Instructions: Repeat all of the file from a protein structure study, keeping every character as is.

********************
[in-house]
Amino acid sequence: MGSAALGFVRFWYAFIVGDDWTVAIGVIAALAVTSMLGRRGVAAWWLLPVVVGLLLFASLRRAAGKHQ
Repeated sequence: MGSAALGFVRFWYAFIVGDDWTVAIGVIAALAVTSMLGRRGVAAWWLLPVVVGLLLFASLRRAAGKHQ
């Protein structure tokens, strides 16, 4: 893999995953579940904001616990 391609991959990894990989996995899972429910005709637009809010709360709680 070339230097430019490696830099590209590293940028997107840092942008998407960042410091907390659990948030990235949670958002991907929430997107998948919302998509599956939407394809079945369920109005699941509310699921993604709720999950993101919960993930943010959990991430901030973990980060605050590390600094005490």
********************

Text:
[in-house]
Amino acid sequence: MGSAALGFVRFWYAFIVGDDWTVAIGVIAALAVTSMLGRRGVAAWWLLPVVVGLLLFASLRRAAGKHQ
Repeated sequence: MGSAALGFVRFWYAFIVGDDWTVAIGVIAALAVTSMLGRRGVAAWWLLPVVVGLLLFASLRRAAGKHQ
């Protein structure tokens, strides 16, 4: 893999995953579940904001616990 391609991959990894990989996995899972429910005709637009809010709360709680 070339230097430019490696830099590209590293940028997107840092942008998407960042410091907390659990948030990235949670958002991907929430997107998948919302998509599956939407394809079945369920109005699941509310699921993604709720999950993101919960993930943010959990991430901030973990980060605050590390600094005490």